A siesmometer, in general, is any instrument for recording minute motions or vibrations of the ground over time, especially during an earthquake. A modern seismometer is a transducer for converting ground motion to an electrical impulse for the purposes of recording. In plain English, a seismometer is similar to a microphone or stethoscope that is specialised for recording vibrations in the ground.

Looks like a duck, but 'tain't necessarily so

Seismometers are distinguished from geophones in that they must be calibrated. A seismometer may be presicely calibrated so that a voltage produced by the seismometer can be translated directly to ground motion. Geophones have no capacity for calibration, and are used in situations where the exact earth-motion is of little interest. Siesmometers are typically designed to record fairly low frequency movements; so low, in fact, that their response is typically reported in terms of period, rather than frequency. A geophone is meant to be portable and easily redeployable, but a siesmometer is generally installed in a monitoring station permanently, and is therefore much less rugged, and much more sensitive.

Build your own

Your average, run of the mill seismometer consists of a coil of wire and a magnet attached to a large mass, suspended on a spring (or vice versa). As the earth moves, the coil of wire is moved, while the mass remains in place. The movement of the coil relative to the magnet creates a voltage, which is then converted to a digital signal and recorded. There is also a second coil which can be used to drive the magnet for the purposes of calibration. This is very important as precise measurements of ground motion are required. Seismometers may also be used in large arrays, creating the geo-mechanical equivalent to a radio telescope array.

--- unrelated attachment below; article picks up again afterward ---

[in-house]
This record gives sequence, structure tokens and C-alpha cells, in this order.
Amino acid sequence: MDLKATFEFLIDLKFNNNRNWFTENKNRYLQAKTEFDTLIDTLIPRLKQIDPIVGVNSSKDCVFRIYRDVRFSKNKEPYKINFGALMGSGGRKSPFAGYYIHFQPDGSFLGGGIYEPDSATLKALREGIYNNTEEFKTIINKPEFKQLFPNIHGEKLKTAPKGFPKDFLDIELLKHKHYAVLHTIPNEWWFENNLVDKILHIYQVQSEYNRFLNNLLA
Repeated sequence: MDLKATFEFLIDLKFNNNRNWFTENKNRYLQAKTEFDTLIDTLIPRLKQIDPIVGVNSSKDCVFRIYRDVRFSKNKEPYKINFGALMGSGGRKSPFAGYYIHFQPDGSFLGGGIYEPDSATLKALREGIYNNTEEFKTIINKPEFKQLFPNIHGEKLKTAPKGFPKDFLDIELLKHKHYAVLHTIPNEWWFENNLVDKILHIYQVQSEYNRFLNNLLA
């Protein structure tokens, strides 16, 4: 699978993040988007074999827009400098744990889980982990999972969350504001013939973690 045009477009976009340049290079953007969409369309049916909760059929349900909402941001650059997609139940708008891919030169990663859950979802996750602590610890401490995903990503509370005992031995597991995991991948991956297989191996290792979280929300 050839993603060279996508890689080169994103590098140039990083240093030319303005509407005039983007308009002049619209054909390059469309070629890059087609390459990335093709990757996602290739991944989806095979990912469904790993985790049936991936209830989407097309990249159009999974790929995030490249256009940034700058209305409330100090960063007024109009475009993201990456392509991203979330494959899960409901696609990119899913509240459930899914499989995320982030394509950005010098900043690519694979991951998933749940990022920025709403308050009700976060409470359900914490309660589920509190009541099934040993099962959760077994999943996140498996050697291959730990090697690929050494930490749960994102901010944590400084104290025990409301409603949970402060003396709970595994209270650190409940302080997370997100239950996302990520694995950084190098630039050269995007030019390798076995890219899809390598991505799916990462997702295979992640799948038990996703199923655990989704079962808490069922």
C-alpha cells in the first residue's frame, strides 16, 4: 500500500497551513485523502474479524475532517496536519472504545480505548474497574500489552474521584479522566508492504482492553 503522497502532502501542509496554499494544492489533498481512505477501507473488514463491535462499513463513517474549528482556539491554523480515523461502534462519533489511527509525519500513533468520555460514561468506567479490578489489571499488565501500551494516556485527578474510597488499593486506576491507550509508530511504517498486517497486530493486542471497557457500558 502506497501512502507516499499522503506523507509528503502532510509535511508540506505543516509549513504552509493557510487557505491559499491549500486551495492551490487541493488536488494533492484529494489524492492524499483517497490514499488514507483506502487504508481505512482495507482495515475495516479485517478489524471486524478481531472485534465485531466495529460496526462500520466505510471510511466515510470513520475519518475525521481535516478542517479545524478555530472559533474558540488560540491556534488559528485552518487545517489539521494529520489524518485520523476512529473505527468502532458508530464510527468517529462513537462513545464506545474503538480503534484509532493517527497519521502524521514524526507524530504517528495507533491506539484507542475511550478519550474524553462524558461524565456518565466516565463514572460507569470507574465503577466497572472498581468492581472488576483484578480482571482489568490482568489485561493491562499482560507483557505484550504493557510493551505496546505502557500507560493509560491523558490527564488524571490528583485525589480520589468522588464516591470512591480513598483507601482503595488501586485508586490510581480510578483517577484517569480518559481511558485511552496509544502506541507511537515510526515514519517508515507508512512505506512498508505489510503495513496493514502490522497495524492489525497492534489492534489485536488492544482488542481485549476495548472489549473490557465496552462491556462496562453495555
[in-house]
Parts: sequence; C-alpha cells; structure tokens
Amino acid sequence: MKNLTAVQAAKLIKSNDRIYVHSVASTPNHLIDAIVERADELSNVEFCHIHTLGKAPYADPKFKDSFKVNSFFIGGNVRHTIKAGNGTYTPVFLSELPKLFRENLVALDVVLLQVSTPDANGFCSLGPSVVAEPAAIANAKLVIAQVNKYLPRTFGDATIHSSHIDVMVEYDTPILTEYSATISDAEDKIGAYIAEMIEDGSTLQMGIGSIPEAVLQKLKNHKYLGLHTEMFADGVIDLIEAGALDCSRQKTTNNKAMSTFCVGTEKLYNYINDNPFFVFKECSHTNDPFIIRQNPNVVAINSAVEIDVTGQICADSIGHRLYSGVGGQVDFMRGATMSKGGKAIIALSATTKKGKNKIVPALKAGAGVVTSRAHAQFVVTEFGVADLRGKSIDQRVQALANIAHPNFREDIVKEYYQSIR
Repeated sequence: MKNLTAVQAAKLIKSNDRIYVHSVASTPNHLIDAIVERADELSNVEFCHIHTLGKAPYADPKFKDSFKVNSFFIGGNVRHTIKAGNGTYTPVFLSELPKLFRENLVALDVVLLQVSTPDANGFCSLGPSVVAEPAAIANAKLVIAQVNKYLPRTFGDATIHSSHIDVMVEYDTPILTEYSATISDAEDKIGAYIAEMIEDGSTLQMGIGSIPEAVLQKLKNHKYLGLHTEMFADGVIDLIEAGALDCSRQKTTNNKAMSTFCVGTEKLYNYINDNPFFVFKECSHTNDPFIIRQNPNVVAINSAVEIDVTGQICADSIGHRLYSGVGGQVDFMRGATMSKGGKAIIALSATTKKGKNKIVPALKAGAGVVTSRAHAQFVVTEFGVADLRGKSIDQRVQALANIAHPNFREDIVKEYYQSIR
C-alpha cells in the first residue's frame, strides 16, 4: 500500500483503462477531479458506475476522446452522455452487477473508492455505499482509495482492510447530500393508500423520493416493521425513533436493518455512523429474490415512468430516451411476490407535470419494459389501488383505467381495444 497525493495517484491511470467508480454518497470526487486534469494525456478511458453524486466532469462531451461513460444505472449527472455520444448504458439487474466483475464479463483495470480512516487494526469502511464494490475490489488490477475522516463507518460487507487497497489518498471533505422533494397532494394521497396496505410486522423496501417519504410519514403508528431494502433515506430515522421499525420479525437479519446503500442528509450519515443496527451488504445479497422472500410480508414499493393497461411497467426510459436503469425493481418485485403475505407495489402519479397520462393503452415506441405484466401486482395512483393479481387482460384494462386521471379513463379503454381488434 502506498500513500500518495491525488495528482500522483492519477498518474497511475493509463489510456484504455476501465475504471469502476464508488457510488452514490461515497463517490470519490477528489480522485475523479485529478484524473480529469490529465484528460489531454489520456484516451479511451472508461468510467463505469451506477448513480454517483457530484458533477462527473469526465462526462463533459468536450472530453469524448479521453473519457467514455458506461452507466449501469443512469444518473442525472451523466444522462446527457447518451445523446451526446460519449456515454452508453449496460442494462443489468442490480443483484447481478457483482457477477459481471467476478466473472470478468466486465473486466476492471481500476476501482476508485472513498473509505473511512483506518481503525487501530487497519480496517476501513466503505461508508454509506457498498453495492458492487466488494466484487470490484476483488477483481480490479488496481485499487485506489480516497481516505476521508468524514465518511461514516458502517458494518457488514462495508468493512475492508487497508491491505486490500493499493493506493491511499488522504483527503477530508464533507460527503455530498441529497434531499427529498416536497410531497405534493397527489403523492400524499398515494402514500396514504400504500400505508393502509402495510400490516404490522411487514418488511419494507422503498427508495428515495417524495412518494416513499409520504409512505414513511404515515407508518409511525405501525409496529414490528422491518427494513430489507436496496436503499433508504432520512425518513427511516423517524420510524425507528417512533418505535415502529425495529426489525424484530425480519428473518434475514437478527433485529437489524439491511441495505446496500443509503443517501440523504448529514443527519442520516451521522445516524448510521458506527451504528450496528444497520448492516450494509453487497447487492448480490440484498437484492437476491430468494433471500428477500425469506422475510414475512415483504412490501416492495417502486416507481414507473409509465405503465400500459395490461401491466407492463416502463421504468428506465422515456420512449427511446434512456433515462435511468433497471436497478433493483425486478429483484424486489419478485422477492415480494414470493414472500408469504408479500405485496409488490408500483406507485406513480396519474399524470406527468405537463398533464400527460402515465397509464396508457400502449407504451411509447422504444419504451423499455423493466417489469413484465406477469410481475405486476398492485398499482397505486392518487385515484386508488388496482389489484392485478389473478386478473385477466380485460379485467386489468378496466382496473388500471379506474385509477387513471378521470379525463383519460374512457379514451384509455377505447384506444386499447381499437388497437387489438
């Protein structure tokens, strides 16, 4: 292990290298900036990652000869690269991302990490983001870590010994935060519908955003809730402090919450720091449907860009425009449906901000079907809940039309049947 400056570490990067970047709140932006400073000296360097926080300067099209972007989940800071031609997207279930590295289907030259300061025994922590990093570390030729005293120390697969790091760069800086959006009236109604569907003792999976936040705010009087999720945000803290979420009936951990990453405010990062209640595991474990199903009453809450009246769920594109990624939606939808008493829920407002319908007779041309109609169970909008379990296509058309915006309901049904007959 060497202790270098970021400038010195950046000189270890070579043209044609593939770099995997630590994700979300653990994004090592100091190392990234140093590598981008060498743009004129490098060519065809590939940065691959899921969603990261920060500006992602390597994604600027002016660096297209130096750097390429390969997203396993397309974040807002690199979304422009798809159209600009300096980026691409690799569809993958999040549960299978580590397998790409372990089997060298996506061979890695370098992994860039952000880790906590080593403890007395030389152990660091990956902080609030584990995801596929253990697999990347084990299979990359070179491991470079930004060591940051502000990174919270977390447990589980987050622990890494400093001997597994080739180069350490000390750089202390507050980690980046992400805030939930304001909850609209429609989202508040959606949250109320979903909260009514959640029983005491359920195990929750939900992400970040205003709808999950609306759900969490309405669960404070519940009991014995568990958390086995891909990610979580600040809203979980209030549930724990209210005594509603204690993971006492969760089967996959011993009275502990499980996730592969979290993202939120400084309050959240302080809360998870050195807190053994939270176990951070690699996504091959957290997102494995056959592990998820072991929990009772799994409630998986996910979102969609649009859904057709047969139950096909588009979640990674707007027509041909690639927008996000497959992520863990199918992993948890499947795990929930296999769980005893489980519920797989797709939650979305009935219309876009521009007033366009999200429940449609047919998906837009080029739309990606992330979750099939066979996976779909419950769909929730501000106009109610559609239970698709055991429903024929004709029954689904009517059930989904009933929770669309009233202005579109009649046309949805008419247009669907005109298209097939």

Most seismometers record 3 components of motion, vertical, north/south, and east-west. It is important for the seismometer to have good coupling with the earth, so most seismometers are buried or installed in boreholes.

How seismologists learned to stop worrying and love the bomb

Suprisingly, the Cold War was very good for seismometer design and deployment. Above-ground nuclear testing can be detected by satelites or acoustic sensors, but underground nuclear testing can only be detected by seismology. An underground nuclear blast creates a small earthquake. In order to detect and pinpoint a nuclear blast, it is imperitive to record the seismic waves from the blast at many locations. However, since they are small, many locations will not be able to record them. Therefore, the US Government (and other governments interested in keeping track of nuclear proliferation) funded the creation of world-wide networks of seismometers, which have allowed geophysicists to learn more about the interior of the earth than ever before.

Rules of spelling are anything but

Its important to remember that seismometer, seismology, and all the other seismo words are a part of that vast majority of words which are exceptions to the 'i before e except after c' rule.

Back to seismology glossary.

Seis*mom"e*ter (?), n. [Gr. an earthquake + -meter.] Physics

An instrument for measuring the direction, duration, and force of earthquakes and like concussions.

 

© Webster 1913.

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